Chris Dunn’s lawyer hopeful for freedom after visit with Circuit Attorney Kim Gardner
Chris Dunn’s lawyer hopeful circuit attorney’s office or U.S. Supreme Court will help free Dunn
ST. LOUIS (KMOV) - The lawyer for an incarcerated St. Louis man is hopeful his client will get freedom after a meeting with the city’s top prosecutor.
On Thursday, Justin Bonus, the lawyer for Chris Dunn, confirmed to News 4 that a meeting with the City of St. Louis Circuit Attorney’s Office (CAO) happened Wednesday.
Bonus and the Dunn family are hopeful the CAO’s Conviction Integrity Unit will file a petition to the courts for Dunn to get a new trial.
In 2021, Missouri enacted a law allowing prosecutors to file a petition to free prisoners who are believed to be innocent but have exhausted their appeals. The law allows a prosecutor to file a motion to vacate or set aside a judgment at any time if they have information that the convicted person may be innocent or may have been erroneously convicted.
Dunn’s mother, Martha Dunn, expressed concerns regarding Circuit Attorney Kim Gardner’s ongoing criticism from local and state leaders.
“Ms. Gardner, she has enough stuff of her own that she’s trying to get straightened out,” Martha told News 4. “I’ve been sick for the last four months. I done had surgery twice, and I don’t know how long I got to be here. So that is my prayer, to see him [Chris Dunn] come home. It hurts. It hurts a lot.”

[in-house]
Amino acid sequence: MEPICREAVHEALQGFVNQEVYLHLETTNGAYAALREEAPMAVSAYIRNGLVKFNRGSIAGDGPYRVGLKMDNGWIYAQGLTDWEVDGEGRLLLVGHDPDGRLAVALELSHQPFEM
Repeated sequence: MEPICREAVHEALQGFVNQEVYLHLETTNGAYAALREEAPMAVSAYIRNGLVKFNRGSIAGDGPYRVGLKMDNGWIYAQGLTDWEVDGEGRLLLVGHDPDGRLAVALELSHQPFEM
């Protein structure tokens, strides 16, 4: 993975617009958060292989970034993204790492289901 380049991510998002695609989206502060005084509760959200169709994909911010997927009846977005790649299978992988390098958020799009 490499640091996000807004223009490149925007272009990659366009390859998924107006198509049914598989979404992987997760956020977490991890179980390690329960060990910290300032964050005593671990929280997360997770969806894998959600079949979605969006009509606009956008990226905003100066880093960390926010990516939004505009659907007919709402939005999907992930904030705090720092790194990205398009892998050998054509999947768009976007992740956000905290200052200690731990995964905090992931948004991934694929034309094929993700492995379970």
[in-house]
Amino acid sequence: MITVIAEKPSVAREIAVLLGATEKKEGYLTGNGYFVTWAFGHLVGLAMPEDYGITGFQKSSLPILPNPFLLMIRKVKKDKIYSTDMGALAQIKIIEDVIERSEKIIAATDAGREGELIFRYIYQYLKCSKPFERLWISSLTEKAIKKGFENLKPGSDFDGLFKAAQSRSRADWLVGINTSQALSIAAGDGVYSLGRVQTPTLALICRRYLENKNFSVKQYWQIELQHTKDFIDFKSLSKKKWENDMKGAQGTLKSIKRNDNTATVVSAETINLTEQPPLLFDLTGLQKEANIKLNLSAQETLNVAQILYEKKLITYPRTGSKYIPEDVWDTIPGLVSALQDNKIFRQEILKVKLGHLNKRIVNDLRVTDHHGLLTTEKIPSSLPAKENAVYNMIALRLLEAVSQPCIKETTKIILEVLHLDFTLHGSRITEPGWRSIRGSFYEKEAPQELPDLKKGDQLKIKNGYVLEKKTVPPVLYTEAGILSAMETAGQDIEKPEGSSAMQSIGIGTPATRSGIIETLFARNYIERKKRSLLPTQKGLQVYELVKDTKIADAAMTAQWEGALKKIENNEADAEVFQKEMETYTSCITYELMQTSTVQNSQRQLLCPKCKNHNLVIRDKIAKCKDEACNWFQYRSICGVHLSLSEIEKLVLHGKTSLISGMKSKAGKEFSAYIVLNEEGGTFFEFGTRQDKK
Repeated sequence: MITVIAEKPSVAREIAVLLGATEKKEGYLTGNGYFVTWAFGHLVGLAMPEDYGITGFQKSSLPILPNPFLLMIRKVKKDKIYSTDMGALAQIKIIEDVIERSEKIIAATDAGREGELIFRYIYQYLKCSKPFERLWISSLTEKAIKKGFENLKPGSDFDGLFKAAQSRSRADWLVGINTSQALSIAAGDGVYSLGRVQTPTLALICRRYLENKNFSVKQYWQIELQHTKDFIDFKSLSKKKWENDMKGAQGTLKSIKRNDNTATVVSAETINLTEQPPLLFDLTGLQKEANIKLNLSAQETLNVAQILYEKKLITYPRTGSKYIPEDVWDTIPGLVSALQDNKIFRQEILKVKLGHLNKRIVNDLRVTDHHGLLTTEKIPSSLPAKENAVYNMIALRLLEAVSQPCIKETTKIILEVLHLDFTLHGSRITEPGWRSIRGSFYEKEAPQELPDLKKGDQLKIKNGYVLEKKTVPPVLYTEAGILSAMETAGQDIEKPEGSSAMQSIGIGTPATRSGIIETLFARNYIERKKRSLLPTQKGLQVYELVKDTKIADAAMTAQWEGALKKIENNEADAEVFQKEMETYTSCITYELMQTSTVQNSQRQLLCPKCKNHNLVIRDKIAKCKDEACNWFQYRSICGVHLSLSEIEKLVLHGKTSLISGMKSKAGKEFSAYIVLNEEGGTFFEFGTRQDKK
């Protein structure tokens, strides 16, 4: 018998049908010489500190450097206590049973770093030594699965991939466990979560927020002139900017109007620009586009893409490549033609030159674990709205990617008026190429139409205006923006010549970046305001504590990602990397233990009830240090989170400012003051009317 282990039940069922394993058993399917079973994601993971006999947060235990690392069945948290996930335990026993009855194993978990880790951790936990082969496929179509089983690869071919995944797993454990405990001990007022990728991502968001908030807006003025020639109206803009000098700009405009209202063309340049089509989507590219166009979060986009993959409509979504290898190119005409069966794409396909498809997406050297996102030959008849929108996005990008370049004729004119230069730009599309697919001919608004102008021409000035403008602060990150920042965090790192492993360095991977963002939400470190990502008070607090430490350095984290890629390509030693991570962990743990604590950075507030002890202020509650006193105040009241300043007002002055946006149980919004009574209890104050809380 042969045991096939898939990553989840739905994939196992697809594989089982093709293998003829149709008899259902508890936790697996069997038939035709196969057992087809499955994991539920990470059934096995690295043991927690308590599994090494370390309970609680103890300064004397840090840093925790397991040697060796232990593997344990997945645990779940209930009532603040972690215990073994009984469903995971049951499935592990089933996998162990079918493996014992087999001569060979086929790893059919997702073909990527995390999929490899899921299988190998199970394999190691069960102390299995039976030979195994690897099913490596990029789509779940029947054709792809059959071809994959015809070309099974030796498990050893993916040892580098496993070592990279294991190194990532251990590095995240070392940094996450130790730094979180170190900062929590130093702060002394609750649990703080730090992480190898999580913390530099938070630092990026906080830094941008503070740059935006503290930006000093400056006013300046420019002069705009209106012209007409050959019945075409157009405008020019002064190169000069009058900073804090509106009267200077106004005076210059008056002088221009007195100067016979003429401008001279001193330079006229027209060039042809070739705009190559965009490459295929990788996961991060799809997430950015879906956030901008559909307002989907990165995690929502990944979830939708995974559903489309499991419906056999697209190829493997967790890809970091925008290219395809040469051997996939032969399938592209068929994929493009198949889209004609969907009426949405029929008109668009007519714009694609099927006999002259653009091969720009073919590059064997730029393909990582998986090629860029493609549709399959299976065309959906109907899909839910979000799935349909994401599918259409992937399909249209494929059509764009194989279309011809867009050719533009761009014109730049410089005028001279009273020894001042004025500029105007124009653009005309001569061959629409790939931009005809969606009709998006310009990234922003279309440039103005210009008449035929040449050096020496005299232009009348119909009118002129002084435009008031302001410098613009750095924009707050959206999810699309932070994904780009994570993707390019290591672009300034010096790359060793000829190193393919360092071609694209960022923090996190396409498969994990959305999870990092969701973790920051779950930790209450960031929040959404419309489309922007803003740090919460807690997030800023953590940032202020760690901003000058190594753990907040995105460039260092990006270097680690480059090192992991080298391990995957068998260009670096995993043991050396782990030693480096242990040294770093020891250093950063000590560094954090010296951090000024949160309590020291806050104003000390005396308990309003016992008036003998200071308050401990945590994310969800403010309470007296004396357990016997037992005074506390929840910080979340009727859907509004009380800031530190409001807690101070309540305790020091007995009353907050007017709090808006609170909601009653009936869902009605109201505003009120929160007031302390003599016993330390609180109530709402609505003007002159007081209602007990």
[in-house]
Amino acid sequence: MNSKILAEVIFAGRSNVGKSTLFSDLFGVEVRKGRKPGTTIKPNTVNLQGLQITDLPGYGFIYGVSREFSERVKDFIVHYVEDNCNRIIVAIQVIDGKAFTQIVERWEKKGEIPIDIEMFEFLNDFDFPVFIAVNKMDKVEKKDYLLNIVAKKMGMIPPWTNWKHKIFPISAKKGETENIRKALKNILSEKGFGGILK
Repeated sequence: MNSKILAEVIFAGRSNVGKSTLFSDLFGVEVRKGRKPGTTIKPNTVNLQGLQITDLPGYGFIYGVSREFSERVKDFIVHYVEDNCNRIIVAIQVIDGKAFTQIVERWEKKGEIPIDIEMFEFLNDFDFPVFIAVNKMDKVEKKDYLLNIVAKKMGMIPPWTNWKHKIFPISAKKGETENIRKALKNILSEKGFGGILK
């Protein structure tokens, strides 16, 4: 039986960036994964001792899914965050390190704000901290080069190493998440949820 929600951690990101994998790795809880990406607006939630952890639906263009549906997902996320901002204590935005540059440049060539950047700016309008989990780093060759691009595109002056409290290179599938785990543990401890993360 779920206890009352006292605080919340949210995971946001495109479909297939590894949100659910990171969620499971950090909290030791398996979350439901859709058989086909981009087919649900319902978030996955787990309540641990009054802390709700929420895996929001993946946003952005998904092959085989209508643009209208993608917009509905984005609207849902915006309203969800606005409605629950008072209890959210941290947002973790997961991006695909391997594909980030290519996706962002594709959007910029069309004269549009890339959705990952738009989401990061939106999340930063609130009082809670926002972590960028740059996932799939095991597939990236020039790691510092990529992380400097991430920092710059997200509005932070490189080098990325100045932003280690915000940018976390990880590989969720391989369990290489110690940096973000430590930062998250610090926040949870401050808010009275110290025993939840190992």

“The public safety issue is when the police and the prosecutors and the judges don’t admit they got it wrong,” Bonus said.
Last year, Bonus filed a petition to the U.S. Supreme Court to decide if Dunn’s incarceration is unconstitutional after a judge acknowledged in 2020 that Dunn meets the criteria to be innocent. The Missouri Supreme Court has refused to hear Dunn’s case.
A Missouri Supreme Court case in 2016 (Lincoln v. Cassady) ruled claims of freestanding innocence are relegated to death row inmates. That ruling set the precedent of only allowing prosecutors to file a motion to vacate or set aside a judgment at any time if they have information that the death row inmate may be innocent or may have been erroneously convicted, excluding all other convicted felons.
In 1991, Dunn was convicted for a deadly shooting of 15-year-old Recco Rogers the year before in St. Louis. DeMorris Stepp, 14 at the time, and Michael Davis, 12 at the time, accused Dunn of the shooting and testified against him. They later admitted they lied about Dunn’s involvement. No DNA ever tied Dunn to the murder.
Dunn claimed police and his public defender didn’t check out his alibi. Martha Dunn said Chris was with her and several other family members the night of the murder.
The Missouri Attorney General’s Office recently filed a response against Chris Dunn’s release to the U.S. Supreme Court petition filed by Bonus.
“I’m baffled why the AG is taking this position that they’re taking just to keep a man - what’s the purpose,” Bonus added.
The Missouri Attorney General’s Office continues to tell News 4 it won’t comment on pending cases. The Circuit Attorney’s Office hasn’t replied to News 4′s request for comment as of Thursday night.
There’s no timeline on when the U.S. Supreme court or Kim Gardner’s Office will make a decision on Dunn’s case.
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